Top Ten Tuesday: Books to Read When You Are Short on Time

Janet

I love reading books – when I’m reading for pleasure and not for work – slowly, one chapter at a time, over the course of a week or two. Once mandated by hours at school and doing homework, reading slowly is now a luxury: reading slowly means I live more fully in each part of the story, that I carry the characters and world with me to a greater depth than speed-reading allows: I can live immersed in the story.

And isn’t that part of the pleasure of following a comic book series or a webcomic, that the wait between each episode’s release pushes you to read and reread each panel, analyzing the characters with a close attention to detail and the construction of the story that wouldn’t be so implicitly encouraged if you could read the whole thing in one go?

That said, not all books are constructed in a way to allow the reader to put them down, mull, and return hours later. Here are a few books that recently let me indulge slowly without losing the flavour of the narrative:

  1. The Goblin Emperor by Katherine Addison. The names, the names! Linger over every name and title, speak them aloud and relish their syllables, and before long the Elf and Goblin systems of pronunciation will flow naturally off your lips. So much love for this world and its inhabitants!
  2. Sorcerer to the Crown by Zen Cho. One of my favourite go-to books for court politics (I may have a thing for *fictional* political maneuvering), and a must read for anyone who likes historical fiction, fantasy, race and gender politics, dragons, the Regency era, murder, Jane Austen, folklore, slow burn romances, vampires, women with power, or indomitable heroes. If you only like one of that list, this is still the book for you. *floats off in a cloud of heart-shaped bubbles, murmuring Prunella and Zacharias’s names*
  3. Year of the Griffin by Diana Wynne Jones. Jones’s criticism of “result-driven reforms” to the university system is biting and hilarious. The circle of friends who serve as protagonists proves endearing and resourceful during their run-ins with professors, policy, assassination attempts, librarians, cafeteria food, kidnappings, and other family-related misfortunes.
  4. The Hidden Life of Deer by Elizabeth Marshall Thomas. Non-fiction. An anthropological and poetic account of several years observing whitetails, most particularly during the bitter winter of 2007-2008, when the author put out corn for the local wild turkeys and found herself feeding several families of deer as well.
  5. Always Human by walkingnorth. (Episode 1 here) The comic is constructed so that scrolling down for the next image is part of the story. The use of white space and colour (COLOUR!!!) is fabulous, the storylines and character development are superb, and *drools* the drawing itself is amazing. It is perpetually tempting to cosplay Sunati.

Jane

Short on time? Who isn’t? Whether you’re juggling school, work, family responsibilities, and social life, or all of the above, finding time to read can be a real challenge in today’s crazy busy modern life. Here are a few great books that are perfect for fitting in whenever you get a quick break.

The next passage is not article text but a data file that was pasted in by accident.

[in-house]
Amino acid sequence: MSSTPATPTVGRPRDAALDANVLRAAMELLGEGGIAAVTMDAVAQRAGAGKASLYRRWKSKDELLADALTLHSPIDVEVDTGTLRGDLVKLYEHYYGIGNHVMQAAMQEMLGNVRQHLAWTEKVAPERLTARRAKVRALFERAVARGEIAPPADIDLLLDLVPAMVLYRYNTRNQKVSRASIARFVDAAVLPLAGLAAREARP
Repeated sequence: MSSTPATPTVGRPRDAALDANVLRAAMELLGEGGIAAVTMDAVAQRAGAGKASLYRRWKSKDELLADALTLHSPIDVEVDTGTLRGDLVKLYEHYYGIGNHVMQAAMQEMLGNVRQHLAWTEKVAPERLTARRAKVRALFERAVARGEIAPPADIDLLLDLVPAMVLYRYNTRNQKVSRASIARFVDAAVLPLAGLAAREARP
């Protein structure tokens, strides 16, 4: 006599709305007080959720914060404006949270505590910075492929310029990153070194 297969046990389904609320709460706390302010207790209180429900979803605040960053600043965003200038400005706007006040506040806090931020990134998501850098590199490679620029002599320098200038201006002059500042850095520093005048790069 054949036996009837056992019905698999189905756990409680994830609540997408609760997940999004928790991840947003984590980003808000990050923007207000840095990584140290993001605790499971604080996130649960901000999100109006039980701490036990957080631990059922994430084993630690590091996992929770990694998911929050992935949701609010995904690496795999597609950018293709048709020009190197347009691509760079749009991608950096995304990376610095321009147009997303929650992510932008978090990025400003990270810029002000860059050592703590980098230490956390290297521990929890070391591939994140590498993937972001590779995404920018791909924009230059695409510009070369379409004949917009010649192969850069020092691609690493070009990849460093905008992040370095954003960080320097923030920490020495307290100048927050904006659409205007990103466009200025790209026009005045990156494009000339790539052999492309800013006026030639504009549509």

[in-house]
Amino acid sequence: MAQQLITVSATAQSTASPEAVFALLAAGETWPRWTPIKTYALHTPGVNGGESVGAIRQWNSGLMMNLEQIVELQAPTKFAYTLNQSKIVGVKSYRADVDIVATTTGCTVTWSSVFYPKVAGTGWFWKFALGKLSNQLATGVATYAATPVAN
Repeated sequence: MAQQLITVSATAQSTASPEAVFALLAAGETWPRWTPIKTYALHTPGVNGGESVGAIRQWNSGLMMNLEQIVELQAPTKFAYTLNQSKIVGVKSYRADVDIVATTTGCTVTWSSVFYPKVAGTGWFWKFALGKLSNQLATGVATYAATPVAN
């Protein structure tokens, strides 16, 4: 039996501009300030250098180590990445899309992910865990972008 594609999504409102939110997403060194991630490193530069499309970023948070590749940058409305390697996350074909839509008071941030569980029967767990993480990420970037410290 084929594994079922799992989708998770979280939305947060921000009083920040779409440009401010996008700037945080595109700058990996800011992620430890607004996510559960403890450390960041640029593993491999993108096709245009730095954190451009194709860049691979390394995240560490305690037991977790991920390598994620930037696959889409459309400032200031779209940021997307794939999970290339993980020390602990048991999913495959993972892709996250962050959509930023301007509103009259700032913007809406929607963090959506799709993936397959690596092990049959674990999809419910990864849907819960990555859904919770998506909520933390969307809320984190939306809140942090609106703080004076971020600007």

1. Flying Lessons and Other Stories edited by Ellen Oh. Short story collections are an ideal choice for the harried reader, allowing you to read a story here and a story there, without having to keep track of a longer narrative. This bold collection is an absolute winner, covering an incredible variety of subjects and topics, and bringing together some of the greatest voices in contemporary children’s literature, include Kwame Alexander, Walter Dean Myers, Tim Federle, Jacqueline Woodson, Grace Lin and more. Get it, read it, love it.
  2. Women in Science: 50 Fearless Pioneers Who Changed the World by Rachel Ignotofsky. This is a great collection of short stories celebrating fearless, pioneering women. Read a few pages, explore the life of a fearless female, then repeat!
  3. The World’s Worst Children by David Walliams. Funny, funny, funny! David Walliams tells the stories of “five beastly boys and five gruesome girls” in this tongue-in-cheek celebration of bad behaviour that is best enjoyed with a sense of humour.
  4. Dragons at Crumbling Castle by Terry Pratchett. How could I pass up an opportunity to include one of my favourite authors in this list? This hilarious fantasy collection is perfect for readers with limited time, packing humour and heart into each and every one of its fourteen stories.
  5. Unnatural Creatures edited by Neil Gaiman.  This collection of short stories celebrates the weird, wonderful and sometimes terrifying creatures that live in our minds, myths and legends. As in most collections, some stories are stronger than others, but on the whole this is a fascinating array of fantasy tales.

Nafiza

I read picturebooks!

Yash

  1. Ms. Marvel by G. Willow Wilson and Adrian Alphona
  2. Between the World and Me by Ta-Nehisi Coates*
  3. The Second Mango by Shira Glassman**
  4. Kim’s Convenience by Ins Choi
  5. Ghost Girl in the Corner by Daniel Jose Older

*Not a long book, just a hard one.

**A long-ish book that feels very short.

  • Nafiza – Me too! Picture books are the only reason I have books to talk about every week… 😉